football Edit

Rewind: Miami's top five classes in the era

Mark Pszonak contributed to this report.

While it’s still early in the cycle, the Miami Hurricanes have the No. 1 class in the 2018 Team Recruiting Rankings. This got us thinking – what are the best classes Miami has reeled in during the era? Here is the top five as it stands today.

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1. 2008 - Ranked No. 5 overall


Highest-ranked signee: Forston committed to the ‘Canes prior to his senior season, but still took official visits to Tennessee and North Carolina during the fall. However, the Canes were never seriously threatened, with Forston enrolling for the spring semester in 2008. At Miami, Forston showed flashes of brilliance, but injuries derailed his career. Despite a season-ending knee injury in 2011, he still decided to forego his final season of eligibility and declared for the NFL Draft, where he went undrafted. After playing parts of two seasons with New England, and then having a tryout with St. Louis, Forston ended his professional career.

Biggest success: Similar to Forston, who went to the same high school, Spence committed to the ‘Canes prior to his senior season but also took official visits to Tennessee and North Carolina in the fall. And as with his teammate, while he did take visits, he never wavered on his commitment and enrolled early. Spence had four productive seasons at Miami, totaling more than 105 tackles in both 2010 and 2011. Spence was a third-round draft pick in 2012 and spent four seasons with the Steelers, then one in Tennessee and recently signed with Indianapolis for the 2017 season.

Biggest disappointment: Brown had a chaotic recruitment that eventually saw him commit to Miami at the Kansas Hall of Fame over LSU, USC, North Carolina and Florida. In Coral Gables, Brown had two unspectacular seasons before he decided to transfer to Kansas State in early 2010. While he did enjoy success on the field for the Wildcats, and has bounced around the NFL over the last few years, his time at Miami was far from what fans envisioned when he signed in 2008.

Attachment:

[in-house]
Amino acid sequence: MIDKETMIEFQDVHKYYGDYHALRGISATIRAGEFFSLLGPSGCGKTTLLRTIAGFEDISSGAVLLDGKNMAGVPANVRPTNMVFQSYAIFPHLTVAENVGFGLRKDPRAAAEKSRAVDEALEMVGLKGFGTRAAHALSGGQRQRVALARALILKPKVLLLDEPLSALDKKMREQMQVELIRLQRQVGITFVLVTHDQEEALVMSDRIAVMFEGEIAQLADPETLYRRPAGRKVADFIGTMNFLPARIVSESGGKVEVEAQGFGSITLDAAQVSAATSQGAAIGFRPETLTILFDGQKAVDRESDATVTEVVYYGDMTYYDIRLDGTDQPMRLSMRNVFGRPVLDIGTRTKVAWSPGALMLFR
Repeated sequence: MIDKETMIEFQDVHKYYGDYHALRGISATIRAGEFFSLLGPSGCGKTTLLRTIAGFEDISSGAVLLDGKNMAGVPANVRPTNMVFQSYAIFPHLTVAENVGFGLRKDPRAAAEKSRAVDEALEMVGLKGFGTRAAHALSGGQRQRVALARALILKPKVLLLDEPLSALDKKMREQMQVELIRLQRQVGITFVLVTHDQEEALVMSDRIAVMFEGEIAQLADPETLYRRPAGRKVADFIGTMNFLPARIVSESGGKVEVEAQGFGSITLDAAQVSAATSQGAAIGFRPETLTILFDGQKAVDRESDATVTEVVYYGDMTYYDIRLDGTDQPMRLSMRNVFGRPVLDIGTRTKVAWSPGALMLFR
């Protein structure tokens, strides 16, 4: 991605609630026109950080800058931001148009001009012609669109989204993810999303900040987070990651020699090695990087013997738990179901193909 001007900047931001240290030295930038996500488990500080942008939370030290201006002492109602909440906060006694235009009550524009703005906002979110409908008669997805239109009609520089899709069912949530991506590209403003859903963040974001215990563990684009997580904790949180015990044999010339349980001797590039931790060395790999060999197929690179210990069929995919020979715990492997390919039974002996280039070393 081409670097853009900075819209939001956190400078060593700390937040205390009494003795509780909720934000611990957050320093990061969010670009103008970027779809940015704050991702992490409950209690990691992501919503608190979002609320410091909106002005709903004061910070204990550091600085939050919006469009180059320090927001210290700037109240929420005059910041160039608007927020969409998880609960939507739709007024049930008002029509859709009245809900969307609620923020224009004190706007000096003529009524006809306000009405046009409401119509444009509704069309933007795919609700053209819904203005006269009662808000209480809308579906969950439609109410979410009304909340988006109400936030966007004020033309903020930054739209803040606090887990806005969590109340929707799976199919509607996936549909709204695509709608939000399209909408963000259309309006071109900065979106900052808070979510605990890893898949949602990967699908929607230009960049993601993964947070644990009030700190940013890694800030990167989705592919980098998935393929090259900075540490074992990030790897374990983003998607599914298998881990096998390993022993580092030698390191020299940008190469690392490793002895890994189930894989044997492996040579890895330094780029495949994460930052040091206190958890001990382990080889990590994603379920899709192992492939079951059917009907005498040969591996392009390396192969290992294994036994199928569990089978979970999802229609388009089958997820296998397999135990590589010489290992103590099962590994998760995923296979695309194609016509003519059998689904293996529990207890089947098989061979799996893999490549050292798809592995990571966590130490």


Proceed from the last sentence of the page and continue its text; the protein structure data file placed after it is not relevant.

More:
Biggest surprise: Benjamin came close to committing to Miami a few times after receiving an offer from the 'Canes, but finally pulled the trigger in late December. At Miami, Benjamin became a reliable threat in the passing game, totaling 131 receptions for 2,146 yards and 13 touchdowns in four seasons. He was drafted by Cleveland in the fourth round of the 2012 NFL Draft and spent four seasons with the Browns before signing a contract with San Diego prior to last season. He enjoyed his best two professional seasons in 2015 and 2016, when he totaled 115 receptions for 1,643 yards and nine touchdowns. He has also become one of the more feared return men in the league.

2. 2004 - Ranked No. 5 overall

Calais Campbell
Calais Campbell (AP Images)

Highest-ranked signee: Williams’ recruitment was one of the more hectic and tumultuous during the era. After taking official visits to Miami, Auburn, Florida and Florida State, Williams decided to stay local and committed to the ‘Canes. He eventually transferred to a junior college in California and then Louisville, Glenville State and finally Union College, an NAIA school in Kentucky. Things then went further downhill for Williams as he was convicted of second-degree burglary charges in 2010, which resulted in a 15-year prison sentence.

Biggest success: Despite an impressive high school career and his obvious size and athleticism, Campbell never truly saw his recruitment explode. At the end he committed to Miami over Colorado State, which is where his brother played, despite also having offers from Michigan, Nebraska and Oregon. Campbell showed great potential during his three seasons in Miami, which was highlighted in 2006 when he had 55 tackles, 20.5 tackles for a loss and 10.5 sacks. He was drafted in the second round of the 2008 NFL Draft by Arizona and then spent nine very successful seasons with the Cardinals. He signed a four-year contract with Jacksonville in March.

Biggest disappointment: Leggett originally committed to Miami, then flipped to Florida and finally returned to the ‘Canes in January after taking official visits to Miami, Florida, Oklahoma, Purdue and Texas A&M. In four seasons in Coral Gables Leggett caught 85 passes and 11 touchdowns, which don’t meet five-star standards. He then had short stints with Cleveland and Baltimore in the NFL, but never registered a single reception.

Biggest surprise: Dixon committed to Miami during his senior season, but academic issues eventually led him to a prep season at Milford Academy. When he finally arrived at Miami, Dixon established himself as a reliable interior defensive lineman for the ‘Canes. He finished his time in Coral Gables with 71 tackles, 8.5 tackles for a loss and 2.5 sacks while playing in 40 games. While he went undrafted in 2009, he found a home in Philadelphia where he played for four seasons, and then Indianapolis.

3. 2003 - Ranked No. 5 overall

Greg Olsen
Greg Olsen (AP Images)

Highest-ranked signee: Wright committed to Miami over USC and Tennessee in September, but then took an official visit during the fall before signing with the 'Canes and enrolling for the spring semester. Wright showed promise in 2005 and finally had the opportunity fully seize the job the following season. He struggled in 2006 and then, to make matters worse, a thumb injury ended his season prematurely. After failing to reclaim his starting spot again at Miami, Wright went undrafted in 2008 and never made an active NFL roster.